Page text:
Residues in the longitudinal, hydrophobic strip-of-helix relate to terminations and crossings of alpha-helices

UMMS Affiliation

Department of Pharmacology; Program in Molecular Medicine

Publication Date


Document Type



Amino Acid Sequence; Amino Acids; Cytochrome c Group; Cytochromes c2; Molecular Sequence Data; *Protein Conformation


Life Sciences | Medicine and Health Sciences


An alpha-helix terminates when the virtual extension of its most hydrophobic, longitudinal strip containing Leu, Ile, Val, Phe, and Met lacks those residues. In each of 247 helices a template was fitted to maximize the mean hydrophobicity of positions forming a longitudinal strip-of-helix. The template was then extended into sequences beyond the ends of the helices. Leu, Ile, Val, Phe, and Met occurred in positions in the longitudinal strip-of-helix at an increased frequency (p less than 0.001), but in the first and second positions beyond either end of each true helix, they occurred at the same frequency as for their empirical distribution over all the proteins. Excesses of Asp and Glu were found in the N-terminal loop, and of Arg, His, and Lys in specific positions about the C terminus of helices. The longitudinal hydrophobic strip, the smallest amino acid in that strip, and charged amino acids in that strip, related to rotational and longitudinal orientation of alpha-helices in 15 proteins. Adjacent helices generally crossed through their longitudinal hydrophobic strips. They usually crossed through the smallest residue in the strip. Charged residues, when they occurred in the strips, were excluded from the crossing regions.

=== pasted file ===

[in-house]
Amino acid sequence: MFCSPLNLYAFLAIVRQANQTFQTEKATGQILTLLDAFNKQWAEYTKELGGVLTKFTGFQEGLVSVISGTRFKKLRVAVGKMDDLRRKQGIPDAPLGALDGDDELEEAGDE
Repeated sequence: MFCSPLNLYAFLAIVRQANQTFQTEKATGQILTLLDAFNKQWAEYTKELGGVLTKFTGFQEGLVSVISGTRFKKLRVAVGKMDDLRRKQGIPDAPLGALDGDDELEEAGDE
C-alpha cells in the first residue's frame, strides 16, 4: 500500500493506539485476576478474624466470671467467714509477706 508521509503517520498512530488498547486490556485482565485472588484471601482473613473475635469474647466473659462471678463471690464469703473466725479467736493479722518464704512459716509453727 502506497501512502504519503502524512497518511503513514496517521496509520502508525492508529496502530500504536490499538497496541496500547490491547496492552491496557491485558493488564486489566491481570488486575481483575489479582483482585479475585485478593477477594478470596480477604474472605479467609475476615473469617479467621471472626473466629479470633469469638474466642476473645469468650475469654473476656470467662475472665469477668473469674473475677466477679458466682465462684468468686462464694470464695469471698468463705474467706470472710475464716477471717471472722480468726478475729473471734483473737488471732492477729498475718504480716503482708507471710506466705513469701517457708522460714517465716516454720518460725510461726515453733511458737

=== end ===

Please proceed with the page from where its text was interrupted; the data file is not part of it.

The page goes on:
J Biol Chem. 1992 Apr 15;267(11):7406-10.

Journal/Book/Conference Title

The Journal of biological chemistry

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